Active conceptualisation: I like how you have added another level to your journal by making links to the missed opportunity to 'granulise and focus on the small details of Team B's problems' as you feel you could've avoided the situation by being more proactive.

    Active Experimentation: Given all that, I think you needed to think and comment on what you will do with this insight to help your group this week. Do you feel that you can change the way in which your group approaches this issue if it comes up again? Do you team dynamics allow you to bring up these issues? What can you do, to ensure that in the upcoming rollovers, your team is more attentive to details? 

    Overall: I have no doubt you will be fine in your summative journal and I hope this feedback helps. I think you include relevant theoretical knowledge but I feel like you could link and use it better as it just sits in the middle of your reflection and stops the flow of your journal. Other than that, it was a good piece of writing and I wish you and your group well. (smile)



  2. Hey Scott, 

    Looking back at week 4 and now, it seems the problems are countered as they arise. I suppose this is how we learn and take our experiences into the real word allowing us to mitigate such issues using foresight and planning. I suppose looking at the details are key when it comes to trimming off the fat. Often the leanest (cost efficient) companies have done better in Mikes Bikes when we look at the past year journals.

    To give you feedback in terms of Peters required format,

    Concrete Experience: I saw your main problem as too much expenditure. The SHV responds to the balance between expenditure and income. So, you realizing this fact have reacted to look at where you spending too much and how many units must be sold in order to increase revenue and profits.

    Reflection: The reflection was honest with regards to complacency due to past results but that assumes that the other teams were doing well with regards to their own efficiency. The depth of the matter is more poignant in terms of who makes the decisions when it comes to costs? Maybe individuals placing their own costs is the problem where the bigger picture is not evaluated? I don't know as their is not much specific talk about actual decision making processes. Your reflection with regards to Daudelins steps is quite unique and how you match it to analytical approach. I think the theoretical antecedents for both approaches are similar.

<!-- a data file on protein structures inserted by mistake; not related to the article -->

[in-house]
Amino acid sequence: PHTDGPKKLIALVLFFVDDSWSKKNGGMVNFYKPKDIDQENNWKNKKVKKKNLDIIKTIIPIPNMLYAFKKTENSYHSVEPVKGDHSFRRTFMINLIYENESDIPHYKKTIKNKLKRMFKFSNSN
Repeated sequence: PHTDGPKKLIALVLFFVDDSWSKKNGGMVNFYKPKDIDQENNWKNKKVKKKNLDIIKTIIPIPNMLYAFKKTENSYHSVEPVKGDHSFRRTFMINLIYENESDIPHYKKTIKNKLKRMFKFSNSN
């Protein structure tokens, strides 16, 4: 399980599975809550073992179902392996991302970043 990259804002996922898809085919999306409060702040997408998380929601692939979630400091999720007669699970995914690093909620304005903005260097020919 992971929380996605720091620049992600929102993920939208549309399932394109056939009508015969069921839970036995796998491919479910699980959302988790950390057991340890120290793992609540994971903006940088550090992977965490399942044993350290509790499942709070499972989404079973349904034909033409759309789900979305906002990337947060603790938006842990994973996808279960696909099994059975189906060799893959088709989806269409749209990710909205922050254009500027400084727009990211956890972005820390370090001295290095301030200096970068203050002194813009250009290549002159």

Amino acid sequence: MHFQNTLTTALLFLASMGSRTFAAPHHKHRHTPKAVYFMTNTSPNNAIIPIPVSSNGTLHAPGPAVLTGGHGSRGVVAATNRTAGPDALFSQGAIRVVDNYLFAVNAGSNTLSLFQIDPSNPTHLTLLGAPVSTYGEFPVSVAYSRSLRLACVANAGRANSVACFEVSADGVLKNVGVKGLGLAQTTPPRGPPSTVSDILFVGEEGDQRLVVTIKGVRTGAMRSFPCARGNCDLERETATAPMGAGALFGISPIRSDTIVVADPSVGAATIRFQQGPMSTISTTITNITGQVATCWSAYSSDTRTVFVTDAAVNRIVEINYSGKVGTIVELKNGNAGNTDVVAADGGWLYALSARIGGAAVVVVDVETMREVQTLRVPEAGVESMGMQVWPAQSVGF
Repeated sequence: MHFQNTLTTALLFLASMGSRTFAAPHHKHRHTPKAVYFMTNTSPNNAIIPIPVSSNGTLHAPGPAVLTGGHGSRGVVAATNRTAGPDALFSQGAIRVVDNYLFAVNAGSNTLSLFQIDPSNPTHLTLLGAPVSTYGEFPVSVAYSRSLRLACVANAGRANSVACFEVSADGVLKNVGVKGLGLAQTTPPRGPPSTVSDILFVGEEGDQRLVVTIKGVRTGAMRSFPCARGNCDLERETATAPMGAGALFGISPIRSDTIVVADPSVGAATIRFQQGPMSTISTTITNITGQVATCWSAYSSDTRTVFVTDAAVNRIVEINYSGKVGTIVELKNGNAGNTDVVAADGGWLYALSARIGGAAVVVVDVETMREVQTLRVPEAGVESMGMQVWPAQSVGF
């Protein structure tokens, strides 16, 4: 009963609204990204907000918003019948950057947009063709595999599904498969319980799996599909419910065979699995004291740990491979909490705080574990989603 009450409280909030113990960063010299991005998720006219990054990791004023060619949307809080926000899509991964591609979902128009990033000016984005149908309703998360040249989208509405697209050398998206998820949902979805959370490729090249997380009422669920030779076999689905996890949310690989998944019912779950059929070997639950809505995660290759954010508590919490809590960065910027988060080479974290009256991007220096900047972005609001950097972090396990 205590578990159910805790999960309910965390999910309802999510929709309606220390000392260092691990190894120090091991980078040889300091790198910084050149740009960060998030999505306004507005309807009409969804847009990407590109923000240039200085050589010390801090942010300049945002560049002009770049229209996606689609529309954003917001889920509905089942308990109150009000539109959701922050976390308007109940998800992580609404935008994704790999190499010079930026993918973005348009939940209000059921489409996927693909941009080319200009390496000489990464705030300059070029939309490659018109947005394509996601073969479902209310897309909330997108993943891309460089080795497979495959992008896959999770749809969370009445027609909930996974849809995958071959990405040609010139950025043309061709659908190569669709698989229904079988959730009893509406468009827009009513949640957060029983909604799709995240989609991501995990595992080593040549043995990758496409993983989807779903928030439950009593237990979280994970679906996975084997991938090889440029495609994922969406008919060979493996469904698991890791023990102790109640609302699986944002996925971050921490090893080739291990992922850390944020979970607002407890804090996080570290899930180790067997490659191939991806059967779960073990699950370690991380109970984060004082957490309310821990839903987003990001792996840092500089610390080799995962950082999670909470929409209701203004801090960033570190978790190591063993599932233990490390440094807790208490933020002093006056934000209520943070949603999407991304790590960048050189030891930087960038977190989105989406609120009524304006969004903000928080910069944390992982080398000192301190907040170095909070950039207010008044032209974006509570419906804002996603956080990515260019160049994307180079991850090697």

Active Conceptualization: I am not sure to what extent conceptual thought is happening here. Maybe talking about this idea of a factory that has individual units not seeings the results of the whole factory. The inputs far outweigh the outputs and complacency can be compared to not seeing the effects before it is too late? In the group, what type of dynamic exists? 

    Active Experimentation: The active role you will play in changing the dynamics would be what I would consider active experimentation. Maybe in the journal (summative) you can talk about what actions you played in changing the decision making dynamics? This will allow us to see the results of your collection of thought and implemented into action. If you can state you are going to do something and then go ahead and do it, then you can show a strong link between cause and effect! 

    Overall I think this a fantastic journal in terms of quality of thought and implementation of theory. It lacked the details that would elevate this to an excellent journal where once really digs into the problem and states the purpose of your actions next week and seeing if they work out.

    All the best and I am sure this blip can be overcome.